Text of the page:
5 June 2019 Important Russian Art Auctions, at Asia House

5 June 2019

Artist Index / Full Catalogue

A Porcelain Dessert Plate from the Dowry Service of Grand Duchess Alexandra Nikolaevna


A Porcelain Dessert Plate from the Dowry Service of Grand Duchess Alexandra Nikolaevna

10,000–15,000 GBP

Diameter 23.5 cm.

Circular, with scalloped rim, the cavetto painted with officers of Her Majesty’s Chevalier Guard Regiment within gilt band, the border decorated with gilt foliate scrollwork on a lilac ground, the reverse titled “Rt de Chevalier-garde de S.M. L’Imperatrice”, signed “N Kornilov”, with a blue Imperial cypher for Nicholas I and dated 1844.

Provenance: The offered plates were part of an extensive dowry of Grand Duchess Alexandra Nikolaevna (1825–1844) for her wedding in 1844 to Frederick William, Landgrave of Hesse-Kassel (1820–1884).
Collection of Landgrave of Hesse-Kassel after Alexandra’s death.
Collection of Princess Augusta of Hesse-Kassel (1823– 1899), sister of Prince Frederick William.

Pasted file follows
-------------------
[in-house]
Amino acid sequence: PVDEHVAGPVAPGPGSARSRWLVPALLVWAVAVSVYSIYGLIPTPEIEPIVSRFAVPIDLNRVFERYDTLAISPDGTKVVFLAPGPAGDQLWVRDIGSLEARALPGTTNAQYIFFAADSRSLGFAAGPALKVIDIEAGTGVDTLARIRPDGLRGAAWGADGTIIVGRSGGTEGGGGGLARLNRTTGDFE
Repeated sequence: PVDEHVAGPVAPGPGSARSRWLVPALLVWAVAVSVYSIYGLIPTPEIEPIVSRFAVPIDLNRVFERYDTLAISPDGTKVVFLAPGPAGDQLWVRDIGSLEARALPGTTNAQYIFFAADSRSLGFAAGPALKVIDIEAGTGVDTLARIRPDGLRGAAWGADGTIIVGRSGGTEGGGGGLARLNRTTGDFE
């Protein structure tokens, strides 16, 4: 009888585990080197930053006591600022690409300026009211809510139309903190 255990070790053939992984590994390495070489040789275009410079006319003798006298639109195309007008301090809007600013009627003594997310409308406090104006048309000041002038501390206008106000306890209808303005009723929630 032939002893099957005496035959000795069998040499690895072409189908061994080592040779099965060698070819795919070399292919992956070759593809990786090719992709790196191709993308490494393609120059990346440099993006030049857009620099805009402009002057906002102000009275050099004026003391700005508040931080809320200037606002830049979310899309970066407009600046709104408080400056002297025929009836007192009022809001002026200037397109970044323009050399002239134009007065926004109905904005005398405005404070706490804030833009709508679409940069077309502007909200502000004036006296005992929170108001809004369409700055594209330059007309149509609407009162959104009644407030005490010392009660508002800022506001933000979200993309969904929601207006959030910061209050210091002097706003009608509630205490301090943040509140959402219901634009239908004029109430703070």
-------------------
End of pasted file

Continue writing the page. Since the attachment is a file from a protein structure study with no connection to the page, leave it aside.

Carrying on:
Collection of Vilhelm Carl, Baron von Blixen-Finecke (1863–1942), son of Princess Augusta.
Thence by descent.
International Autumn Sale, Bukowski, Stockholm, 29 November 2007, lots 1151–1180.
Important private collection, Europe.

Grand Duchess Alexandra Nikolaevna was the fourth child of Nicholas I and Alexandra Feodorovna and the first wife of Prince Frederick William of Hesse-Kassel. She was born in Tsarskoye Selo in 1825 and was affectionally known as “Adini”. Prince Frederick and Adini fell in love during his visit to St Petersburg in winter of 1843 and their engagement was announced on 28 June 1843. Unfortunately, Adini became ill with tuberculosis before her wedding and passed away shortly afterwards never having left Russia for her new home. At the insistence of the Emperor Nicholas I and the Empress Alexandra Feodorovna, the Dowry, which had already been shipped to Grand Duchy of Hesse, remained there at the disposal of the Prince.

Related literature: For plates from the same service, see exhibition catalogue, St. Petersburg um 1800. Ein goldenes Zeitalter des russischen Zarenreichs. Meisterwerke und authentische Zeugnisse der Zeit aus der Staatlichen Ermitage, Leningrad, Recklingshausen, Aurel Bongers Verlag, 1990, p. 160.
Sankt-Peterburg. Portret goroda i gorozhan, St Petersburg, Palace Editions, 2003, p. 86, Nos. 138 and 140.